In the 19th century, Beacon Hill was the core of the African American community in Boston. The nation's oldest African American church (also known as the Meeting House) and school still stand here today, collectively known now as the Museum of Afro-American History. The museum opened in 1972, and is its contents are divided between the church and the school, which are located side by side.
The African Meeting House was built in 1806, and although blacks were allowed to attend white churches at that time, discrimination was common. Blacks began forming their own congregation of followers and met at public locations like Faneuil Hall before raising enough funds to purchase land in the West End and build their own meetinghouse. It was built almost entirely by black labor and later hosted many historical events during the Abolitionist Movement. The meetinghouse recently received $4 million in federal stimulus funds to restore it to its 19th-century state, and construction is to begin in the fall of 2010.
The first public school for African American children in the nation, the Abiel Smith School was founded in 1835 and all black children in Boston were required to attend. The new school, funded by a donation from its namesake, replaced the former school located in the basement of the African Meeting House.
A national landmark since 1974, the museum hosts rotating exhibits that focus on important black figures in our nation's history. President Barack Obama's road to the White House and a Smithsonian Institute traveling exhibit, featuring portraits of African American leaders over 150 years, were both recently on display. In addition to the main exhibit, visitors can view historical artifacts and documentaries about the Abolitionist period. There is also a museum store where you can purchase reprinted speeches, DVDs, and books about African American history.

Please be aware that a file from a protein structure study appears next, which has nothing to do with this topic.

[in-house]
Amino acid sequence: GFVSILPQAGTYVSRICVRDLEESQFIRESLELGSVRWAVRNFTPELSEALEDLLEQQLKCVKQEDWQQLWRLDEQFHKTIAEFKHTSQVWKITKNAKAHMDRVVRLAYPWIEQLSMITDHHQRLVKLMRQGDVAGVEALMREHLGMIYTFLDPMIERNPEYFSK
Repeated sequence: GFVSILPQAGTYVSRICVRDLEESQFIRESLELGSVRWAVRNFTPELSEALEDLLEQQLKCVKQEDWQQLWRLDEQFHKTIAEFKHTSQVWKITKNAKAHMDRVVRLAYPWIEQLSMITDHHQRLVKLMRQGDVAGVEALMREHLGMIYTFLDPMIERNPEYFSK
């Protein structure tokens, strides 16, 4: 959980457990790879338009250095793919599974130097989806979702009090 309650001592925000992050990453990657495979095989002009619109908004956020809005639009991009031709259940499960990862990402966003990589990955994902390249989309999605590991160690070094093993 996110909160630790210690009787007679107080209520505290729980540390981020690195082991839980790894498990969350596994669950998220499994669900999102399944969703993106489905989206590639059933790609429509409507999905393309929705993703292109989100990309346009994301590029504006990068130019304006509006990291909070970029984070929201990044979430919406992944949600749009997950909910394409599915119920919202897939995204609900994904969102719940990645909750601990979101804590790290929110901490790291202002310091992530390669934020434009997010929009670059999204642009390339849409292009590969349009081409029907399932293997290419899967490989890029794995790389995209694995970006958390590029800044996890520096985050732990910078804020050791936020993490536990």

Many locals and visitors recommend viewing this museum as the last stop along the Black Heritage Trail, a walking tour offered by the museum with stops at historically significant locations in African American history. These free, guided tours are offered daily from Memorial Day to Labor Day and last about two hours. The guides provide some truly interesting stories about events that occurred right where you stand, and provide pieces of history you wouldn't find in a brochure.
- Monday through Saturday, 10am to 4pm
- General Admission: $5
- Ages 13-17 & Seniors 62+: $3
- Ages 12 & under: Free
- Subway Stop:
- Red or Green to Park Street. Walk up Park Street toward the State House. Turn left onto Beacon then right onto Joy.
- Location: 46 Joy Street, Boston, MA
- Phone: 617-725-0022
- Website: www.afroammuseum.org